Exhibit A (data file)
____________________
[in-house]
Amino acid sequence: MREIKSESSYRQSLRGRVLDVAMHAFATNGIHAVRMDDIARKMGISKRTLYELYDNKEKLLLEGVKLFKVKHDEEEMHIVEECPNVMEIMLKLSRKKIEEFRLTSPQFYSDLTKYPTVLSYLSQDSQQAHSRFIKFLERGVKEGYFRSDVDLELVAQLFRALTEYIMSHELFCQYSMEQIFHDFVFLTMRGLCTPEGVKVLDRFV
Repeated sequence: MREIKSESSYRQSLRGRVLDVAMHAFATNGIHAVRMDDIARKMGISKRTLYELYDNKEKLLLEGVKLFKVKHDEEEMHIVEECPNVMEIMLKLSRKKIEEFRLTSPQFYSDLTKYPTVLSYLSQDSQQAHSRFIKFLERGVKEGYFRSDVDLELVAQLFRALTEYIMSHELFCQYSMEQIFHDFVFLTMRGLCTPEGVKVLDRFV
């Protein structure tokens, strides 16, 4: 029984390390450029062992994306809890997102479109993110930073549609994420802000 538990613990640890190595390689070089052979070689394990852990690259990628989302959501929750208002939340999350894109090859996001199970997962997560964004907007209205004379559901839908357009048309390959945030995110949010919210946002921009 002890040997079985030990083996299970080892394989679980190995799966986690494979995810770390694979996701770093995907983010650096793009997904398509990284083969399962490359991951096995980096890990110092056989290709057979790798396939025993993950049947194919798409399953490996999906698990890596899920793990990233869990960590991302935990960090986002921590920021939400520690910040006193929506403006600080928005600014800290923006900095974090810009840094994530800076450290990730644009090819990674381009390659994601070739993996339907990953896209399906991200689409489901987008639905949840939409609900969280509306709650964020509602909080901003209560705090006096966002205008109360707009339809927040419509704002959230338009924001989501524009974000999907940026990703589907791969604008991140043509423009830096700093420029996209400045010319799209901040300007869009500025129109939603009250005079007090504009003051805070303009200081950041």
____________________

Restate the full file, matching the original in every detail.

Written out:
[in-house]
Amino acid sequence: MREIKSESSYRQSLRGRVLDVAMHAFATNGIHAVRMDDIARKMGISKRTLYELYDNKEKLLLEGVKLFKVKHDEEEMHIVEECPNVMEIMLKLSRKKIEEFRLTSPQFYSDLTKYPTVLSYLSQDSQQAHSRFIKFLERGVKEGYFRSDVDLELVAQLFRALTEYIMSHELFCQYSMEQIFHDFVFLTMRGLCTPEGVKVLDRFV
Repeated sequence: MREIKSESSYRQSLRGRVLDVAMHAFATNGIHAVRMDDIARKMGISKRTLYELYDNKEKLLLEGVKLFKVKHDEEEMHIVEECPNVMEIMLKLSRKKIEEFRLTSPQFYSDLTKYPTVLSYLSQDSQQAHSRFIKFLERGVKEGYFRSDVDLELVAQLFRALTEYIMSHELFCQYSMEQIFHDFVFLTMRGLCTPEGVKVLDRFV
């Protein structure tokens, strides 16, 4: 029984390390450029062992994306809890997102479109993110930073549609994420802000 538990613990640890190595390689070089052979070689394990852990690259990628989302959501929750208002939340999350894109090859996001199970997962997560964004907007209205004379559901839908357009048309390959945030995110949010919210946002921009 002890040997079985030990083996299970080892394989679980190995799966986690494979995810770390694979996701770093995907983010650096793009997904398509990284083969399962490359991951096995980096890990110092056989290709057979790798396939025993993950049947194919798409399953490996999906698990890596899920793990990233869990960590991302935990960090986002921590920021939400520690910040006193929506403006600080928005600014800290923006900095974090810009840094994530800076450290990730644009090819990674381009390659994601070739993996339907990953896209399906991200689409489901987008639905949840939409609900969280509306709650964020509602909080901003209560705090006096966002205008109360707009339809927040419509704002959230338009924001989501524009974000999907940026990703589907791969604008991140043509423009830096700093420029996209400045010319799209901040300007869009500025129109939603009250005079007090504009003051805070303009200081950041």